I had a good laugh with a client recently. He had come to me to optimize a very large web site.
He’s the kind of client I love.
He understands that he doesn’t know (nor can he do) everything himself on his web site. At least right now. He is willing to learn.
Iconstantly warn my web clients: “It’s the Wild, Wild West out there.”
For as much technology as we have, the ground rules of Internet search engine success aren’t clear. And nearly every day I hear about a potential problem that could have been solved by Setting Things Up Right in the First Place.
In other words, you need to control your own domain name. And other stuff.
I’ll keep this simple. And I’m speaking primarily to small and medium-sized businesses — the ones that outsource their IT or don’t have any IT that they know of. (more…)
And I find the answer is a lot like those for “What do I need to be a video (or film) writer?”
- Great vocabulary
- Great writing skills
- Economical writing
- Ability to write to visuals
- Key word savvyness
- Compelling writing (you need to get readers off of the home page! And, the most important!
- A willingness (nay, furious need) to rewrite
Can everyone become a web writer? No. It’s just the way the world works. We can’t all be rocket scientists, either.
If you’re writing your own web copy, and you’ve never been paid to write, chances are you’re fouling things up. Writers are trained to be objective, and if you’re running a company and doing your own web writing, you’re not objective.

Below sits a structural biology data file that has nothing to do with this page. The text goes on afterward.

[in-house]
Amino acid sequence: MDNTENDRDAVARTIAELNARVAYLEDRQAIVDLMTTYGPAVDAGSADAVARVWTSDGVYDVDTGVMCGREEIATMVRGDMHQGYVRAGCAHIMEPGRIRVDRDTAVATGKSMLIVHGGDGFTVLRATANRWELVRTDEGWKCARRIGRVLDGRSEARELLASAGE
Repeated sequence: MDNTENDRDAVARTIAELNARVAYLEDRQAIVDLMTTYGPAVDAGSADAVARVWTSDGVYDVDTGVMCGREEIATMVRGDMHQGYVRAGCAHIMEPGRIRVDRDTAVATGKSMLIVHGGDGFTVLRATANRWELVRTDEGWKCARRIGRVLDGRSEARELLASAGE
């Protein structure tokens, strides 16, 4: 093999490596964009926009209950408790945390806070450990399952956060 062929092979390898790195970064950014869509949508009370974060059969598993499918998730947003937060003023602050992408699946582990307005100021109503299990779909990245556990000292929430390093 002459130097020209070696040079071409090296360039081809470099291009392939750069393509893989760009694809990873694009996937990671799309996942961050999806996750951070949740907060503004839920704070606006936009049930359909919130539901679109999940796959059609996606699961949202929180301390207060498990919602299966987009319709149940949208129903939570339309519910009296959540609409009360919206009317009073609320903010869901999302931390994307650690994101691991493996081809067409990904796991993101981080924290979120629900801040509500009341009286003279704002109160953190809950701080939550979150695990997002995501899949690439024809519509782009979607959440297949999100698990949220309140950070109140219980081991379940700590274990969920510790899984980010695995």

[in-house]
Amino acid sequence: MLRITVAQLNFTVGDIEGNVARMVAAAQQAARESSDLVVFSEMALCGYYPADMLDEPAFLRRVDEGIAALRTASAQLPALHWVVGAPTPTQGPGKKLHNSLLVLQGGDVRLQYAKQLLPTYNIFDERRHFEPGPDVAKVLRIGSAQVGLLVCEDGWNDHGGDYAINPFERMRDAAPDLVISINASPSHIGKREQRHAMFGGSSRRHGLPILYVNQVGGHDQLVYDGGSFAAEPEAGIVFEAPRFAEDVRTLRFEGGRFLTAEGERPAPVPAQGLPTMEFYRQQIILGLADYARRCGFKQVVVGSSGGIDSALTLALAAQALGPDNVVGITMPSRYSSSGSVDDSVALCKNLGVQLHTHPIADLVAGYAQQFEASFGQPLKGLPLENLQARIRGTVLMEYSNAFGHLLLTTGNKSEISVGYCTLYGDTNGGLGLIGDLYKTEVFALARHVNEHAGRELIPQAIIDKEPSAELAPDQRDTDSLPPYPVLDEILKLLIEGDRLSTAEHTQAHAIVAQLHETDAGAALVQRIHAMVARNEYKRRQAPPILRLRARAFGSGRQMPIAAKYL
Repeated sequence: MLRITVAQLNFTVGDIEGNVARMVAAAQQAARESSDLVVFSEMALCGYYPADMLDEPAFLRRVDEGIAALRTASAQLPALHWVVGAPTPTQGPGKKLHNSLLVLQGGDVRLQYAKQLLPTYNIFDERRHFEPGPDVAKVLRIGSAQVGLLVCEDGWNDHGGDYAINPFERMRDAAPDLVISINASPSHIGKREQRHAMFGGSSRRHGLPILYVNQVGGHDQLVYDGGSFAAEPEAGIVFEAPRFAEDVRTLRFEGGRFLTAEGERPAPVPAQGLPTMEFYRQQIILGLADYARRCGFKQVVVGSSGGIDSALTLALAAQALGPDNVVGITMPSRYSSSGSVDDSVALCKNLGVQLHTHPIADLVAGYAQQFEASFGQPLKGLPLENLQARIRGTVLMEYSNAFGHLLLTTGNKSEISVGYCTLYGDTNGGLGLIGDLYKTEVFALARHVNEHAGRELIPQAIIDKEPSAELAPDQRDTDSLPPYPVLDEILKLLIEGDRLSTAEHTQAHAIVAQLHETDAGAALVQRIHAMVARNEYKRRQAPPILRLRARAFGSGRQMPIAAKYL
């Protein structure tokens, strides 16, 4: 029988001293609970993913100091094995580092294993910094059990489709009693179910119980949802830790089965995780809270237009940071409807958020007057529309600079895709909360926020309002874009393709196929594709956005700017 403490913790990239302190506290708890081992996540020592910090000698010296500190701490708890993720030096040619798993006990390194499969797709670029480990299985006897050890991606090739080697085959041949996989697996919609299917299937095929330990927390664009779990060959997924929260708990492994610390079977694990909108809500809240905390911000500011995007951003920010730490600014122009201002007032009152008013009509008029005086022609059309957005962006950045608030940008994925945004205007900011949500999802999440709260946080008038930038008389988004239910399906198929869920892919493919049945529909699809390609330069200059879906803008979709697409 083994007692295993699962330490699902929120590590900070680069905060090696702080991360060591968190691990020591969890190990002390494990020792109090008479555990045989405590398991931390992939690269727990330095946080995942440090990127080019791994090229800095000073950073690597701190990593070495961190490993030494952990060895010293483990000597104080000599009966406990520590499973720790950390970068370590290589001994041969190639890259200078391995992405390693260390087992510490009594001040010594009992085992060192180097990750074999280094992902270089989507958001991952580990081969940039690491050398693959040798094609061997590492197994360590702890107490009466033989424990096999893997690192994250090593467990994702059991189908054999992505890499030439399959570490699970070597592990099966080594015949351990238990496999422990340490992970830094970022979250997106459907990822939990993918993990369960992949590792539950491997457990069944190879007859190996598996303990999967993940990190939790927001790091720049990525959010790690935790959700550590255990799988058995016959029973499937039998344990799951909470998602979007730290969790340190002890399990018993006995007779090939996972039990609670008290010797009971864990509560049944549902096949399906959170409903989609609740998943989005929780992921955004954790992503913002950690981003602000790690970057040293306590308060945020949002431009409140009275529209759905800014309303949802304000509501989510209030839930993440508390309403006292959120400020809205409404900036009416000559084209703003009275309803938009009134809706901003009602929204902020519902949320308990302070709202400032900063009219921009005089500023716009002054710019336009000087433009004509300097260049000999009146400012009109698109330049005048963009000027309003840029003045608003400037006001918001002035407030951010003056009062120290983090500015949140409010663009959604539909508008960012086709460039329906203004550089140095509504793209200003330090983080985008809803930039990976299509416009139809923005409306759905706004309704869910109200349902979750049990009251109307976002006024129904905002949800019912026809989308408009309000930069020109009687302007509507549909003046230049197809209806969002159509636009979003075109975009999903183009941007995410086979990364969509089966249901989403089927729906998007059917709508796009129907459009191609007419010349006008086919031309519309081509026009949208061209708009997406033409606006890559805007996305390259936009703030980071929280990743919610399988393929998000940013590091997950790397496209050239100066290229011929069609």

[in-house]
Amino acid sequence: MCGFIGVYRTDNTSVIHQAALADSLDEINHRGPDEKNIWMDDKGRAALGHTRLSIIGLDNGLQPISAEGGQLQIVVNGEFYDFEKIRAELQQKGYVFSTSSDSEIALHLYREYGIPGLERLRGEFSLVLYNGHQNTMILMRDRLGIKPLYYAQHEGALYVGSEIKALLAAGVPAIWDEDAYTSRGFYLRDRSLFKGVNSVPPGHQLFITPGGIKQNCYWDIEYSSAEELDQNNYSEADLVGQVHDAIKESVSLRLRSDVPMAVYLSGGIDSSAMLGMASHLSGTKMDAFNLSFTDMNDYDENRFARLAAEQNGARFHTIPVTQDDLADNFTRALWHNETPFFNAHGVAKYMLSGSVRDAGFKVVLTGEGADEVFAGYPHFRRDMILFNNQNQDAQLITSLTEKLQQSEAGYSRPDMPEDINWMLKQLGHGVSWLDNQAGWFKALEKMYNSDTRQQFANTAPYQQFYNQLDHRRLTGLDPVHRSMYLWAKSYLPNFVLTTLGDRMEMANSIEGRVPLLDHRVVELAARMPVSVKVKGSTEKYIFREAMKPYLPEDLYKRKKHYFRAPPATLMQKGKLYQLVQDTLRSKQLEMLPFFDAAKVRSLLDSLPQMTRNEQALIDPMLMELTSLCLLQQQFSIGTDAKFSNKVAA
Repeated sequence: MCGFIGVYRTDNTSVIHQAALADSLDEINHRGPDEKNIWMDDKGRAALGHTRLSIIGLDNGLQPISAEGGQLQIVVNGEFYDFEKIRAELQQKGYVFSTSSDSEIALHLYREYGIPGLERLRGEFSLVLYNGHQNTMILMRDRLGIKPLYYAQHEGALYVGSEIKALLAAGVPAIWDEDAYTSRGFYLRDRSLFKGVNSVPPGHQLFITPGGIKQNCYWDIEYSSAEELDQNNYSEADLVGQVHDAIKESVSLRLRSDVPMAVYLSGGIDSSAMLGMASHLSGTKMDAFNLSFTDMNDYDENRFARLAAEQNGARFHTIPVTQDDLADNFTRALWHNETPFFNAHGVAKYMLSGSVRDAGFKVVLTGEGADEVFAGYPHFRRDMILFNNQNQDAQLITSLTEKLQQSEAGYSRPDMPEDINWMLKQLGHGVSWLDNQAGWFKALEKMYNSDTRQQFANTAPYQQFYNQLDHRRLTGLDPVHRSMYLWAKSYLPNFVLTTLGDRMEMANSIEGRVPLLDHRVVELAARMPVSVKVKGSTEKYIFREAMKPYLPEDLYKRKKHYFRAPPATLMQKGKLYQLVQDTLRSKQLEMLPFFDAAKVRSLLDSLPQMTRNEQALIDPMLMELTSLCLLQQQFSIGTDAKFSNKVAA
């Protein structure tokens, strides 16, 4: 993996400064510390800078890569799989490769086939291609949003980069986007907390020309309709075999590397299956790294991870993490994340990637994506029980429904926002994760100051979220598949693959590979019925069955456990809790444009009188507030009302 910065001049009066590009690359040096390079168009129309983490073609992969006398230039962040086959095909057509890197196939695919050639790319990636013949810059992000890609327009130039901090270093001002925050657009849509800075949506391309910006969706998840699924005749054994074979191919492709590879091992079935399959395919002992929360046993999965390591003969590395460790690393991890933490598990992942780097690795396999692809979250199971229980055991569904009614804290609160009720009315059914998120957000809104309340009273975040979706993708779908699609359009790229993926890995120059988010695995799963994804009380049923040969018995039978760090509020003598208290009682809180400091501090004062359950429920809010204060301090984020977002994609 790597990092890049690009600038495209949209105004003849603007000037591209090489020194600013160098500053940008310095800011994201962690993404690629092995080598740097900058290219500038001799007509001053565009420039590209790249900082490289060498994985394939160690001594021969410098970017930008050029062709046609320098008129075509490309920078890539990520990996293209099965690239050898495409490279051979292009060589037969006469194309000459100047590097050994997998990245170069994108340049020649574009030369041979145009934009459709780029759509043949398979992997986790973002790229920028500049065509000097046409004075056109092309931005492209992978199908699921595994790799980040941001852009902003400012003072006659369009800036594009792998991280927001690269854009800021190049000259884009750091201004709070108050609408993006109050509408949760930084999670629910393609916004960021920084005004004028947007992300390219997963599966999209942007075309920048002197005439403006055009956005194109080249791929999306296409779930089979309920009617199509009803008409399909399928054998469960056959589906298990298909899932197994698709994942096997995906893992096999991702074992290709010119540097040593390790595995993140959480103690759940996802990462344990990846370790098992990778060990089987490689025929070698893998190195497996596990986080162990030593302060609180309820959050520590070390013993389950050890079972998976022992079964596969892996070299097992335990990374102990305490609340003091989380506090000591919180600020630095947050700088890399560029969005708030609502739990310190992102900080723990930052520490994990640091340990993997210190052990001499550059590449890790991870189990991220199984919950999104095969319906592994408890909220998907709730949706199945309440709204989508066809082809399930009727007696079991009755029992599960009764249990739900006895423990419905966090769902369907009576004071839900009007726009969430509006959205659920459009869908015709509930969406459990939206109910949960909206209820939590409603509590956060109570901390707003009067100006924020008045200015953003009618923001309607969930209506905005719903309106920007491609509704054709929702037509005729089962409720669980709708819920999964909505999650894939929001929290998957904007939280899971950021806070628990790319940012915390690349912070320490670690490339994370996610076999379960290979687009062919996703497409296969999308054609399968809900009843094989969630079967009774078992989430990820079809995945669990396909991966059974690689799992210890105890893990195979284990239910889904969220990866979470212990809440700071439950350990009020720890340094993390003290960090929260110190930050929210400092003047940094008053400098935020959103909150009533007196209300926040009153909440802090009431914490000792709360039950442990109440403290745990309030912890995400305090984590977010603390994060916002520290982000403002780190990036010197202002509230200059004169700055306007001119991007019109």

Something else you need to be a web writer: stamina when quoting your prices. $25 an hour is not enough, no matter where you live. $50 — phooey. Don’t you deserve to make at least as much as your plumber?
My prices begin at $100 an hour and go as high as $150, depending on complexity, research, and a few other factors.
If I could go through the rest of my life, subsidized, I would spend my time letting people know that writing is a skill much more subtle than construction, or banking, or even lawyering. People need to spend years learning it, and even then they will spend the rest of their lives working at it. That’s the challenge and appeal of writing — every task is different and fascinating.
Can’t say that about plumbing, either.
You have to make people care. No big surprise.
But you can’t make people care about your organization. Organizations are made of brick and wood. (more…)
Or maybe you’re tired of Facebook and want to support Google’s latest foray into the social media world. I’m not positive, but I believe that Plus One replaces Google Buzz.
Like Facebook and Twitter, you need a Google Profile before embarking on your new career of Google approval stamping.
Add Google’s plus one button to WordPress
1. If you don’t have one, get your Google Profile.
2. If you don’t have one, set up a Google gmail account.
3. Download Plus One, the plug-in, or use your WordPress console’s plugin area to download. Plus One worked right out of the box, without adding any coding to the header or anywhere else. It was released the same day as the Plus One button itself, so I have a feeling its developer used the months of beta testing to prepare this plug-in. I always prefer using a plugin to messing with the code editor.
Now, when you see a Plus One button and click on it to like something, the “like” will go to a list on your Google Profile.
Google has announced that it’s launching some kind of Plus One analytics. Should be one more interesting piece of social technology in an already competitive marketplace.